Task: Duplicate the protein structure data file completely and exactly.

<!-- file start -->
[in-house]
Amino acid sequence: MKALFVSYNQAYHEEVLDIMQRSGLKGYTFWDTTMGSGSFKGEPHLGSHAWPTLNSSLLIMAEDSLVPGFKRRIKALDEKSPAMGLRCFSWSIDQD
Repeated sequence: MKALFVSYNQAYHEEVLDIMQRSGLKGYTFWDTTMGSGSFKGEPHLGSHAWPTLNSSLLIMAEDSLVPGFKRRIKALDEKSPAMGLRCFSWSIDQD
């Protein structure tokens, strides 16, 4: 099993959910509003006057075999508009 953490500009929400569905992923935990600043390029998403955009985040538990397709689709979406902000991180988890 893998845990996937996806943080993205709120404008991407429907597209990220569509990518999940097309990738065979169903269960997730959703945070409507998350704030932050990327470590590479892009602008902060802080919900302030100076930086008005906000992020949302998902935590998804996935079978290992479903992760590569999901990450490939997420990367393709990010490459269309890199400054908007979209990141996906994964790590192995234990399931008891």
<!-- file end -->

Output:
[in-house]
Amino acid sequence: MKALFVSYNQAYHEEVLDIMQRSGLKGYTFWDTTMGSGSFKGEPHLGSHAWPTLNSSLLIMAEDSLVPGFKRRIKALDEKSPAMGLRCFSWSIDQD
Repeated sequence: MKALFVSYNQAYHEEVLDIMQRSGLKGYTFWDTTMGSGSFKGEPHLGSHAWPTLNSSLLIMAEDSLVPGFKRRIKALDEKSPAMGLRCFSWSIDQD
């Protein structure tokens, strides 16, 4: 099993959910509003006057075999508009 953490500009929400569905992923935990600043390029998403955009985040538990397709689709979406902000991180988890 893998845990996937996806943080993205709120404008991407429907597209990220569509990518999940097309990738065979169903269960997730959703945070409507998350704030932050990327470590590479892009602008902060802080919900302030100076930086008005906000992020949302998902935590998804996935079978290992479903992760590569999901990450490939997420990367393709990010490459269309890199400054908007979209990141996906994964790590192995234990399931008891």